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Thursday, February 24, 2011

Devin Harris will be missed

I went to Nets' practice yesterday to cover the news of the Deron Williams trade, one that is a steal for the Nets provided that Williams is happy here in New Jersey and re-ups with the Nets after they sort out the collective bargaining agreement mess in July. If there's a lockout and Williams only plays 25 games here, then the trade is a bust. If he signs long-term, it's a steal. It's a gamble that the Nets had to make.

Anyway, the Nets bid farewell to Devin Harris yesterday and that move was apparently inevitable. He had worn out his welcome with the Nets and wanted out, so he got his wish.

But that doesn't mean that Harris was a bad seed and we're saying ''Good riddance." Quite the contrary. Harris was a joy to be around during his three years in New Jersey. He never dodged a question and always spoke with the media with a smile on his face.

More importantly, Harris was so good to others in the community, constantly making public appearances on behalf of the team and even did some things that weren't always reported, until here now.
Three years ago, a young man from Kearny named Victor Muniz was tragically paralyzed when a tree fell on top of him while he was walking home through West Hudson Park. He had to endure a lengthy rehabilitation stay in the Kessler Institute.

I told my good friend Leo Ehrline, who is a vice-president of the Nets, about Victor's plight, how he was a former basketball player who loved the game so much.

A few days later, Devin Harris went to pay Victor a visit at Kessler. He brought Victor an autographed pair of sneakers and he spent over an hour with Victor talking basketball. There was no fanfare, no press conference, just an NBA star reaching out to help an injured kid.

From that point on, every time I saw Devin, he always asked how Victor was doing.

Just recently, Devin Harris signed a jersey for the son of one of my best friends who was celebrating his 11th birthday and whose mom is waging a tough battle against leukemia. That's the kind of person Devin Harris is.

I will miss talking to him regularly about his native Milwaukee and the local establishments in his hometown that I have obviously visited and enjoyed.

"Devin was in a tough situation from the beginning," Nets head coach Avery Johnson said yesterday. "His name was mention in trade rumors every single day."

And every single day, Harris handled questions about those rumors, propping himself up against the trash can at the Nets' practice facility and took on the onslaught of questions.

"It's tough for me personally, because I got to know Devin really well and I enjoyed playing with him," forward Kris Humphries said.

And I enjoyed covering him. He will be missed.

With that said, the trade was a steal for the Nets.
For the last three weeks, everyone involved in high school track and field in New Jersey has had to make the schlep to the Bennett Center in Toms River for the state sectionals, all-Groups and finally the Meet of Champions, which will be held this Saturday.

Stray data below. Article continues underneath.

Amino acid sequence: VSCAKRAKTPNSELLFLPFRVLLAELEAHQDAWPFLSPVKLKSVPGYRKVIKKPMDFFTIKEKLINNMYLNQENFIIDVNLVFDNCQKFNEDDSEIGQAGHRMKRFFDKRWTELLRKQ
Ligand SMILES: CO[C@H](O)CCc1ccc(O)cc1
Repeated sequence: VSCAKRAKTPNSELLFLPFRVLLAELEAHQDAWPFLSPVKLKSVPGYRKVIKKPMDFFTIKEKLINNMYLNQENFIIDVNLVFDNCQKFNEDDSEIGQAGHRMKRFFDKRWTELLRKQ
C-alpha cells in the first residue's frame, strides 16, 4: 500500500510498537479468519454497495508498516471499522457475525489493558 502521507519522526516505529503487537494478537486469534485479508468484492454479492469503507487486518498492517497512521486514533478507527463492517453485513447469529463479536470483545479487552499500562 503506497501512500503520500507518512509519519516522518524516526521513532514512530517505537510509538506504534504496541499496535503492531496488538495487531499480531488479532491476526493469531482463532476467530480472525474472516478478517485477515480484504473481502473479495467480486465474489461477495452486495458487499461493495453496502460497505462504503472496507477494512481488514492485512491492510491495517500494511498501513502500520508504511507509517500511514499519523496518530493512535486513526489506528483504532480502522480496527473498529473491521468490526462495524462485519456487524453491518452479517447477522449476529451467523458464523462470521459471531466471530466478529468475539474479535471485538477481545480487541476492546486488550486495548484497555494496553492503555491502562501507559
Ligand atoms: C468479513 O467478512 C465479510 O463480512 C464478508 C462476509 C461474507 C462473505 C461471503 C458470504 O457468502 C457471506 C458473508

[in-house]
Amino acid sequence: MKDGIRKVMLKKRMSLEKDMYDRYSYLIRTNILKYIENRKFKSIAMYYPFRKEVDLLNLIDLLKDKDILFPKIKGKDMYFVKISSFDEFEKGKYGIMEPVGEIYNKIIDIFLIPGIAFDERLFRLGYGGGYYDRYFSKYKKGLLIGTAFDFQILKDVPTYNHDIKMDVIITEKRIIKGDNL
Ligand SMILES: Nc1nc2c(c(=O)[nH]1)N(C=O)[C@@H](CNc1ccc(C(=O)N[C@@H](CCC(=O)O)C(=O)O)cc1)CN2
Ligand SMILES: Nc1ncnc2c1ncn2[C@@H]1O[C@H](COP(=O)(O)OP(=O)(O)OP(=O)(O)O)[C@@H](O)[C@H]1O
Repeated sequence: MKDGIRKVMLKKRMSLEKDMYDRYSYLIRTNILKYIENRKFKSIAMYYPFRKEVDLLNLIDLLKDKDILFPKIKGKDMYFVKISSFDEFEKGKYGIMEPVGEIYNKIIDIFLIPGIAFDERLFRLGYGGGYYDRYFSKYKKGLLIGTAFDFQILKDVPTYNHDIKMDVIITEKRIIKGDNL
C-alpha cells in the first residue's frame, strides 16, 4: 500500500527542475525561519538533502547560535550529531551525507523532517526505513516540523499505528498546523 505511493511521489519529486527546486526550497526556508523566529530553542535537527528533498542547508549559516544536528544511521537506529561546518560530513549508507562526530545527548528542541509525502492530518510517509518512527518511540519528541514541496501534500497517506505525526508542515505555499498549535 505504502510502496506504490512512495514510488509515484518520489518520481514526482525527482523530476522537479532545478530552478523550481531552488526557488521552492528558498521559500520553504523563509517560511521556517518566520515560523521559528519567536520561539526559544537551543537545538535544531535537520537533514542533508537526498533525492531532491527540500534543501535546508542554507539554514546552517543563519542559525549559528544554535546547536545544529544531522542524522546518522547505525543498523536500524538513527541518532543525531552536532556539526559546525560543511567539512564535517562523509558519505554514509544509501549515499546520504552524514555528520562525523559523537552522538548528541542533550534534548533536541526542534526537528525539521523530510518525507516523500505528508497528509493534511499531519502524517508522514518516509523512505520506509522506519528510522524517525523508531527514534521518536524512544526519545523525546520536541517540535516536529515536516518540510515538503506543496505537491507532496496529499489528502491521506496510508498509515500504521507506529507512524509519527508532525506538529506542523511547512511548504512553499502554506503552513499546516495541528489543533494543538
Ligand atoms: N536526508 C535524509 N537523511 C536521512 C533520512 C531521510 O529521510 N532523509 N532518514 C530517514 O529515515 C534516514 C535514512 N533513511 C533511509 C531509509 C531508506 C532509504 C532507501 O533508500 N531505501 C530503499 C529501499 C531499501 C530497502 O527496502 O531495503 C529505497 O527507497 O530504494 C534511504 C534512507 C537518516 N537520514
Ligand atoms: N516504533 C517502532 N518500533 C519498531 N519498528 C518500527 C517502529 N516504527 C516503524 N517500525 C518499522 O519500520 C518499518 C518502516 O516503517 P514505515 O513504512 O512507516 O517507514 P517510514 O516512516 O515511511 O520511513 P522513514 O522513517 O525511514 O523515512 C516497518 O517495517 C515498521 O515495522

But what I don't get is why someone doesn't build a state-of-the-art indoor track facility in northern New Jersey?

There are umpteen new ice hockey facilities throughout the area. Soccer facilities are being built all over. Some schools are getting new gymnasiums, even in the tough financial times.

But track athletes have to collectively make the sojourn south simply because there are no facilities up north? The time has come to do something about that...
Congrats to the Rutgers-Newark women's basketball team for upsetting Kean last night and advancing to the New Jersey Athletic Conference championship game against William Paterson Saturday night. It's the first time that the Scarlet Raiders have ever advanced to the NJAC title game. There isn't a finer coach and an even nicer guy than Kevin Morris, who truly deserves this chance to possibly take his team to the NCAA Division III tourney.
I didn't watch the game, but I was curious to see the introduction that Carmelo Anthony received last night. And I have to say _ albeit reluctantly _ that was some impressive and flamboyant entrance, with the "I'm Coming Home" video and the Garden darkened.
Only one problem. For years, I was led to believe that Anthony was from Baltimore. That's where he was announced as being from when he played for Syracuse. Now, all of a sudden, he's a New York guy because he was born there? How old was he when he left? He was all of eight years old!!!
It's like calling tennis great Michael Chang being from Hoboken because has born there. His family left when he was an infant. Or the punky QB known as Jim McMahon being from Jersey City. His family left when he was four.
So now Anthony's a New Yorker who said he watched Bernard King when King was a star for the Knicks. Only one problem there. Anthony was born in 1984. King played for the Knicks from 1982 through 1987, with the final two years being limited after a severe knee injury.
That's obviously having a tremendous memory for a two-year-old.
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  1. Think the NBA is going to have some sort of franchise tag like the NFL so Deron will be around if the league does not do that you are gonna have four our five teams that can compete every year and the rest will not have a chance. If for some reason he signs with someone else the Nets are done.

  2. Mike, I think the NBA would never allow franchise tags like the NFL...I think they will continue to institute the policy that teams can sign their own free agents at a higher salary than the teams pursuing free agents. I agree that if the Nets don't retain Williams somehow, it's a bad trade...but from hearing Williams speak today, I think he's going to be a Net for a long time